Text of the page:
Right to Privacy: What the nine judges wrote

"This is not to suggest that solitude is always essential to privacy... A conglomeration of individuals in a space to which the rights of admission are reserved — as in a hotel or a cinema hall — must be regarded as private.

By: Express News Service | New Delhi | Updated: August 25, 2017 7:33:04 am
right to privacy, right to privacy verdict, SC right to privacy, privacy judgment, supreme court privacy verdict, right to privacy verdict, fundamental right, supreme court, privacy in constitution, article 25, sc privacy verdict, right to privacy verdict, indian express news Right to privacy ruling: A nine-judge bench of the constitution bench unanimously held that right to privacy is a guaranteed fundamental right. (File)

CJI J S Khehar, Justices R K Agrawal, D Y Chandrachud, S A Nazeer

“We need also emphasise the lack of substance in the submission that privacy is a privilege for the few. Every individual irrespective of social class or economic status is entitled to the intimacy and autonomy which privacy protects. It is privacy as an intrinsic and core feature of life and personal liberty which enables an individual to stand up against a programme of forced sterilisation… It is privacy which is a powerful guarantee if the State were to introduce compulsory drug trials of non-consenting men or women. The sanctity of marriage, the liberty of procreation, the choice of a family life and the dignity of being are matters which concern every individual irrespective of social strata or economic well being. The pursuit of happiness is founded upon autonomy and dignity. Both are essential attributes of privacy which makes no distinction between the birth marks of individuals.”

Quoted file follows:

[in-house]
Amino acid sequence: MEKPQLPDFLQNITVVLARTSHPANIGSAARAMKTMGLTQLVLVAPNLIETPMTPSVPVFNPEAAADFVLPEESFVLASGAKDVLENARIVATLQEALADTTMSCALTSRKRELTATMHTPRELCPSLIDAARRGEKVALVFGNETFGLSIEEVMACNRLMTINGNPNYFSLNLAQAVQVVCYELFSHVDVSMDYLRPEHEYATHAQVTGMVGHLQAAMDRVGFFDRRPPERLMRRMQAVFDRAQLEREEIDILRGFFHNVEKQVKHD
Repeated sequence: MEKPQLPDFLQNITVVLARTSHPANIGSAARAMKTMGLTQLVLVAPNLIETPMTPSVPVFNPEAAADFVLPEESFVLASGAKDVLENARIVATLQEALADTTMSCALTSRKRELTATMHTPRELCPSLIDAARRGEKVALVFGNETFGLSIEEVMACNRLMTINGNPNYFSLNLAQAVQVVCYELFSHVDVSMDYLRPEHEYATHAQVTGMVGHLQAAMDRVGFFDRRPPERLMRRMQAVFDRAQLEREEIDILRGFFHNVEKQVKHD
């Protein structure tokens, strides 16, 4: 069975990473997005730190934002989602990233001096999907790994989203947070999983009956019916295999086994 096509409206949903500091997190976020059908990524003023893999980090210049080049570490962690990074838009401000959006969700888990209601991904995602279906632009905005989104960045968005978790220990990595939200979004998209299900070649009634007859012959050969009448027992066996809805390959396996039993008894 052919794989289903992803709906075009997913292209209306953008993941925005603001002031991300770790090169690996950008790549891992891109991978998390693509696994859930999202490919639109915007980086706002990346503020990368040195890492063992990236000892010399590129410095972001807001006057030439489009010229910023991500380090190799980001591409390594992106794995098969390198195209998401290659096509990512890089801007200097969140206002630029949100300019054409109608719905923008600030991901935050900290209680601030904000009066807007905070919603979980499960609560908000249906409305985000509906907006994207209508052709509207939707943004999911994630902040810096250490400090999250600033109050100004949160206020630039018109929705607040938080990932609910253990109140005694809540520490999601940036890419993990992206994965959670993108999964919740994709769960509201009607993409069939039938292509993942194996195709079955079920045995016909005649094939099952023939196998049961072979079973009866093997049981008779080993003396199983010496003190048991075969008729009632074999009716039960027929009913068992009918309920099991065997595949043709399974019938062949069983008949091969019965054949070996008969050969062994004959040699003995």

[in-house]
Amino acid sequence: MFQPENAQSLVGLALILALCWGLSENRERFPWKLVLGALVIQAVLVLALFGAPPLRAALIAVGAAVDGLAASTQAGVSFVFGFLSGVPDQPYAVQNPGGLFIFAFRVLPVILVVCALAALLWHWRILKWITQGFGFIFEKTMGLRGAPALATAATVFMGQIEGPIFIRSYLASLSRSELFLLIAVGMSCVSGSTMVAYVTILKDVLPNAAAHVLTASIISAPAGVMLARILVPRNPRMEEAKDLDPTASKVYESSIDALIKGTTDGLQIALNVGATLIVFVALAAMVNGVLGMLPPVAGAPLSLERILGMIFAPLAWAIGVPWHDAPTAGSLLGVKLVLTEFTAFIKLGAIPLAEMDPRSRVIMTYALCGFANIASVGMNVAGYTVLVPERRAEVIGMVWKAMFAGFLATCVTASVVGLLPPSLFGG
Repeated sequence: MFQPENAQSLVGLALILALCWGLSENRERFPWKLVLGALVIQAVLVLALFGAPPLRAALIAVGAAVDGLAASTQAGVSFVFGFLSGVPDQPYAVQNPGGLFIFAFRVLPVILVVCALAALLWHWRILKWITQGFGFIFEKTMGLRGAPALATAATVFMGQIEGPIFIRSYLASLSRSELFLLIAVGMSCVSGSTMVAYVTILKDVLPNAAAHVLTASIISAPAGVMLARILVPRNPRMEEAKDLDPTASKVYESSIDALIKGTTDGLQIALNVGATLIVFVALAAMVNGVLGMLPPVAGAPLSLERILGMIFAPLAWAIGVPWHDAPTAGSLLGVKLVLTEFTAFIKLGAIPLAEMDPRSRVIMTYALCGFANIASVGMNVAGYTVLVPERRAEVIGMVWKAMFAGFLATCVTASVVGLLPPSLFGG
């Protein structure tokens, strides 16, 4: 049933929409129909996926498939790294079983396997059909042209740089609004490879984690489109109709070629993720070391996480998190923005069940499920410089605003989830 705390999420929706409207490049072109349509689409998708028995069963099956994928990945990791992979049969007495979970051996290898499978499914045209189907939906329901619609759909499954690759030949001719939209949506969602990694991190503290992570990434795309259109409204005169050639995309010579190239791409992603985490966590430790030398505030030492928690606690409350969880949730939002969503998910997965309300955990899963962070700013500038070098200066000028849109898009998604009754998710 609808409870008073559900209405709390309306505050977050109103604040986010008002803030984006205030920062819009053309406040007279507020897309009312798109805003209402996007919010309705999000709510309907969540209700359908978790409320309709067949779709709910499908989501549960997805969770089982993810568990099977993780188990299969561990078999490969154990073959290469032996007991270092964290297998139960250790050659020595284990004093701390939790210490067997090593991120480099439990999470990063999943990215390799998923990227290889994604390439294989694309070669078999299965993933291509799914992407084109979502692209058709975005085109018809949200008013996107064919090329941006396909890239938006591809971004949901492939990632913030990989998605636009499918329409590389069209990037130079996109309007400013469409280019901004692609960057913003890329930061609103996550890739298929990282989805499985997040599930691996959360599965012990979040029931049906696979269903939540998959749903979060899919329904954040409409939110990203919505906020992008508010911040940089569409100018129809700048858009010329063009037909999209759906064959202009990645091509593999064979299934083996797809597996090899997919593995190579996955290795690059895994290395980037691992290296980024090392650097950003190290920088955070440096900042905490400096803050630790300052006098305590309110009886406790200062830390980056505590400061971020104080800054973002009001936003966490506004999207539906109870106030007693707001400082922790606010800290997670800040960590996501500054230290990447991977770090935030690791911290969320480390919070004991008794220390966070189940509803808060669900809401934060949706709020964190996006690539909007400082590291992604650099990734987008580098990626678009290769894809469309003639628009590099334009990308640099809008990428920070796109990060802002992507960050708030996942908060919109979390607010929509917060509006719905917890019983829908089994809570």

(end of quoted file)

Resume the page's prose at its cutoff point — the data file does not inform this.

Justice J Chelameswar

“Forced feeding of certain persons by the State raises concerns of privacy. An individual’s rights to refuse life-prolonging treatment or terminate his life is another freedom which fall within the zone of the right of privacy… A woman’s freedom of choice whether to bear a child or abort her pregnancy are areas which fall in the realm of privacy… The freedom to choose either to work or not and the freedom to choose the nature of the work are areas of private decision making process. The right to travel freely within the country or go abroad is an area… within the right of privacy.”

Justice S A Bobde

“… This is not to suggest that solitude is always essential to privacy… A conglomeration of individuals in a space to which the rights of admission are reserved — as in a hotel or a cinema hall — must be regarded as private. Nor is the right to privacy lost when a person moves about in public. The law requires a specific authorisation for search of a person even where there is suspicion. Privacy must also mean the effective guarantee of a zone of internal freedom in which to think. The disconcerting effect of having another peer over one’s shoulder while reading or writing explains why individuals would choose to retain their privacy even in public.”

Justice R F Nariman

“Taxation laws which require the furnishing of information certainly impinge upon the privacy of every individual… Indeed, most taxation laws which require the furnishing of such information also have, as a concomitant provision, provisions which prohibit the dissemination of such information to others except under specified circumstances… The same would be the case in relation to a census and details and documents required… for a passport.”

Justice A M Sapre

“… It is one of those cherished rights, which every civilized society governed by rule of law always recognises in every human being and is under obligation to recognize such rights in order to maintain and preserve the dignity of an individual regardless of gender, race, religion, caste and creed. It is, of course, subject to imposing certain reasonable restrictions…”

Justice S K Kaul

“The importance of privacy may vary from person to person dependent on his/her approach to society and his concern for being left alone or not. That some people do not attach importance to their privacy cannot be the basis for denying recognition to the right to privacy as a basic human right.”

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